Miriam Sister, Prophet, Dancer
This story is based on references to Miriam in Hebrew scripture.
Read or tell the story.
It is said that for many years, the Hebrew people were slaves in Egypt. A slave works hard for no pay. A slave is not allowed to say or do what they want. A slave is a person, owned by someone else.
In Egypt, a young Hebrew girl named Miriam was a slave. Her mother, father, and brother were all slaves, too. The Hebrews were not happy being slaves, but they did not have a plan to change their situation. It did not seem possible. But, escaping from slavery was possible. It would happen soon, and Miriam's family would be right in the middle of it.
The Egyptian king, the Pharoah, was getting worried about the Hebrew slaves. He needed their hard work as builders and farmers, to do things for the Egyptian people, working for free. He was afraid the Hebrews might try to escape. He was especially worried about the young Hebrew boys. Soon enough, they would grow up to be strong men who could fight for their people's freedom.
The Pharoah made a rule that the Hebrew boy babies must be killed. He sent Egyptian soldiers to the slaves' small homes near the river, to take their boy babies away from them.
Around this time, Miriam's mother gave birth to a baby boy. Miriam's mother was very frightened, and of course she wanted to protect her son. She wove a basket out of some grasses, placed the baby carefully inside it, and sent the basket floating down the river. Maybe someone kind, an Egyptian, would find the basket, discover the baby, and take him into their home where he would be safe. It was hard to let her little baby go, but it seemed like the only way to save his life.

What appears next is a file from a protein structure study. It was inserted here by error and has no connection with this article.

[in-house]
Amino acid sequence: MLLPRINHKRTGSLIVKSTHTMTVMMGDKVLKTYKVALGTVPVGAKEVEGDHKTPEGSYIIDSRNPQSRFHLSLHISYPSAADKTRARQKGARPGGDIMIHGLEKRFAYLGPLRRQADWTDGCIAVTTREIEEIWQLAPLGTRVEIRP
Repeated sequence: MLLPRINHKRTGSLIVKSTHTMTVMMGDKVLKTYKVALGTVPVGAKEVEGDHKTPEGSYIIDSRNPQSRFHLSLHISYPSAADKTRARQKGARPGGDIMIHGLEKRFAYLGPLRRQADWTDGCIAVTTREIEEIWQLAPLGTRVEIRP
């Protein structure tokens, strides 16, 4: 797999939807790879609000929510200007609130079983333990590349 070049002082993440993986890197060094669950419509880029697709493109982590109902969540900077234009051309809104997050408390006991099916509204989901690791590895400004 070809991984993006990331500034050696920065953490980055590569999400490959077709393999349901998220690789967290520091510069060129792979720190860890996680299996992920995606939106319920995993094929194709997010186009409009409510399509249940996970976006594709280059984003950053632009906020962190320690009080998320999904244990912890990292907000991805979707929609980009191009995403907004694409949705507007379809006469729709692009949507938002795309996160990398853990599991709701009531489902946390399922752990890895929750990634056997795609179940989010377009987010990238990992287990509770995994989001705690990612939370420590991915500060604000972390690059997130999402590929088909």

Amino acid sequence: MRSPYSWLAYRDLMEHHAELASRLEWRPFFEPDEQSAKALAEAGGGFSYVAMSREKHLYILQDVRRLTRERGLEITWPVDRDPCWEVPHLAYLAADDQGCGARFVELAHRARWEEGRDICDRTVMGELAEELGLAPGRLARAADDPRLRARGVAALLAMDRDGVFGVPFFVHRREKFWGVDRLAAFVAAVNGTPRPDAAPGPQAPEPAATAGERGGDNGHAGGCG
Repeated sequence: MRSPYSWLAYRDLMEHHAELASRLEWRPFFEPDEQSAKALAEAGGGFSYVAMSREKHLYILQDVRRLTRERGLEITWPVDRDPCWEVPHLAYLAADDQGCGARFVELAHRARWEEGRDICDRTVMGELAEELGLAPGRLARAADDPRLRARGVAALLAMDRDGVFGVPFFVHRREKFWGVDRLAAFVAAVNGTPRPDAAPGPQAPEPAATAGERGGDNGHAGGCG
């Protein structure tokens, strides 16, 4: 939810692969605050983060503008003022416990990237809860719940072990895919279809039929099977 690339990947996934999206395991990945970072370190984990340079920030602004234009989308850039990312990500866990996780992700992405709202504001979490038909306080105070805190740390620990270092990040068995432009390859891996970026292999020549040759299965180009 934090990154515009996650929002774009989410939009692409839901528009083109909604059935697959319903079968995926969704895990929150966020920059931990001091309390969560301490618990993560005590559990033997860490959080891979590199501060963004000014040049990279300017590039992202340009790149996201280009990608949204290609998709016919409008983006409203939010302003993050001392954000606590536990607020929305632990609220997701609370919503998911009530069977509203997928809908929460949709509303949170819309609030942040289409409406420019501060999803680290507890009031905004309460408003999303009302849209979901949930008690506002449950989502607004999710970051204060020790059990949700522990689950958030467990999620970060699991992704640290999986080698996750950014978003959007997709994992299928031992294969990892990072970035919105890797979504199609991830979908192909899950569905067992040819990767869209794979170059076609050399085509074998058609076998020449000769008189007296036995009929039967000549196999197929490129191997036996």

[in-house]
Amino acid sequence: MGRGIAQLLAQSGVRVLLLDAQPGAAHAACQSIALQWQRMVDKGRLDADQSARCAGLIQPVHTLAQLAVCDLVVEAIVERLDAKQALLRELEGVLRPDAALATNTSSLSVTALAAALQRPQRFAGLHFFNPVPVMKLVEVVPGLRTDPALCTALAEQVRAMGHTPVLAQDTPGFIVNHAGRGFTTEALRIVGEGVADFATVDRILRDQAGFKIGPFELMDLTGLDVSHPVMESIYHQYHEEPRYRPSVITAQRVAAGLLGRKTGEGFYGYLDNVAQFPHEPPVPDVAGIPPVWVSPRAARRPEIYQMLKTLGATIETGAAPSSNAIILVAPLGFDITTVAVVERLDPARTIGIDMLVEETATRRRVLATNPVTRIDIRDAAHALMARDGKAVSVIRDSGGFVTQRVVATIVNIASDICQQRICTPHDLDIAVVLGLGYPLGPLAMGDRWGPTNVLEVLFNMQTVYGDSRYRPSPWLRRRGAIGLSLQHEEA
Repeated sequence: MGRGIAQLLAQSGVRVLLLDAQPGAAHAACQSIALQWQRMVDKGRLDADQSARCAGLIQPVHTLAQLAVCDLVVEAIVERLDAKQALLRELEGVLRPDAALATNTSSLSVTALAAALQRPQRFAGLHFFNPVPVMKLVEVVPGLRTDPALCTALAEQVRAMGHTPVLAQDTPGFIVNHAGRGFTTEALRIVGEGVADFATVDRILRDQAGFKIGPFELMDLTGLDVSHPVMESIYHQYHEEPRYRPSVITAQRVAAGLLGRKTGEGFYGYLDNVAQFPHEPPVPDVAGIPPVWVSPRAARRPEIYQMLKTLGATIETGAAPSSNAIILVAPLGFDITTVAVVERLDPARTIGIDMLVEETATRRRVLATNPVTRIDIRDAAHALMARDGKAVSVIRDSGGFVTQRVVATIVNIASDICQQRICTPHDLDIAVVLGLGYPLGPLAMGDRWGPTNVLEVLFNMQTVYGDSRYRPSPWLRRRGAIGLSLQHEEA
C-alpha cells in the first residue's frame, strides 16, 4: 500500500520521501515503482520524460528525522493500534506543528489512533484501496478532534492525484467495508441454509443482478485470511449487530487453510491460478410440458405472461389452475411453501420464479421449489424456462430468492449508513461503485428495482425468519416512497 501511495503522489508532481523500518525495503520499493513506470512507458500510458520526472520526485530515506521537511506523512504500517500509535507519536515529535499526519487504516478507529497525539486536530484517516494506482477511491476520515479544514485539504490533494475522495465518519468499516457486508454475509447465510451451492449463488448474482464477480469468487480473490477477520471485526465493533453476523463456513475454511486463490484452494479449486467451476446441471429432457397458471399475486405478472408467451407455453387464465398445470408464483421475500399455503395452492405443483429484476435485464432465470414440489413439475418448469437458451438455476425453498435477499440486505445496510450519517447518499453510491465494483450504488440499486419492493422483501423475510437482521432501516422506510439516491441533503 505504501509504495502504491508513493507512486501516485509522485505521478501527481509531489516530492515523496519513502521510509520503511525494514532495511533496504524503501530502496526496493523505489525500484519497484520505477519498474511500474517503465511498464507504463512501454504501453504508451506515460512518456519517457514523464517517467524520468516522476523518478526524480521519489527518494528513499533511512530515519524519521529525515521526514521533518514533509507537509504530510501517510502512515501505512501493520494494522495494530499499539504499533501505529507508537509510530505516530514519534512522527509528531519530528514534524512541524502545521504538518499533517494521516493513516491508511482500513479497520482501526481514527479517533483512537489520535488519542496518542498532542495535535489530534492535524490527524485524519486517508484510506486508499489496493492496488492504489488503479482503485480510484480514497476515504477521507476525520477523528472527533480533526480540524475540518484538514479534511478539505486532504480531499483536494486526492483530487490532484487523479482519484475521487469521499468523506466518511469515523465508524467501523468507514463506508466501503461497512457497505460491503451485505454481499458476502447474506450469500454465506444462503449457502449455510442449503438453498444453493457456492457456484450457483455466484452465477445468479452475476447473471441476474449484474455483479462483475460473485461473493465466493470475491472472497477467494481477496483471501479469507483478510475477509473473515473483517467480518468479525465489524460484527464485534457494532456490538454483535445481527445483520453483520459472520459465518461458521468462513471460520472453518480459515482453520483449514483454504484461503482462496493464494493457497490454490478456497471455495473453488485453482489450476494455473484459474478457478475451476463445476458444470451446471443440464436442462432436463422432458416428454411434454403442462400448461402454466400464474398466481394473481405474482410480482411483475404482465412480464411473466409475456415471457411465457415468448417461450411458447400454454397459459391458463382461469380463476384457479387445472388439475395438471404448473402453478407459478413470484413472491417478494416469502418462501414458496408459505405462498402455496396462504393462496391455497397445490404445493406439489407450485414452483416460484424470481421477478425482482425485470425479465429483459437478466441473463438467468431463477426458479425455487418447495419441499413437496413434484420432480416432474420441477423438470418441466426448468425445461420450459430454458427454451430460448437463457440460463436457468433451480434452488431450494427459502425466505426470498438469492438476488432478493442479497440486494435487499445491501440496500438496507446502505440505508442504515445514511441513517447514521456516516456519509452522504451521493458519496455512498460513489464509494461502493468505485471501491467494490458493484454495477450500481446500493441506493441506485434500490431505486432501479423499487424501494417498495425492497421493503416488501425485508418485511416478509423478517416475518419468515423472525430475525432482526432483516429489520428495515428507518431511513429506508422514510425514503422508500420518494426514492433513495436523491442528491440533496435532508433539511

Miriam was frightened, too, seeing her mother do this. She watched as her little baby brother floated along, his basket hidden by the long reeds that poked above the water. Miriam tried to act as if nothing was wrong, nothing strange. If an Egyptian soldier walked by and glanced at her, she just looked down and kept silent, as a slave girl was supposed to do.
Miriam saw some women in the water, up ahead, washing their clothes. Her brother's basket was floating right toward them. Miriam crept closer. She saw it was Pharoah's daughter, with her maids. Miriam held her breath in fear, as the women noticed the basket.
"Look, a baby!"
"How lovingly someone has wrapped the baby!"
"This must be a little Hebrew boy!"
Miriam was sure Pharoah's daughter would pick up her brother and deliver him to the Egyptian soldiers to be killed. But, that is not what happened.
"What a beautiful baby!" Pharoah's daughter cried. Her voice was full of compassion, and defiance. "I'll raise him myself, as a prince of Egypt."
"Your father will be angry," one of her maids said.
"All the Hebrew baby boys are supposed to be killed," said another.
"I don't care," said Pharoah's daughter, and she picked up Miriam's brother and held him in her arms.
Miriam had a brave idea. She stepped toward the Egyptian women. "I can find a Hebrew woman to take care of this baby for you," she said. Of course, she was thinking of her own mother!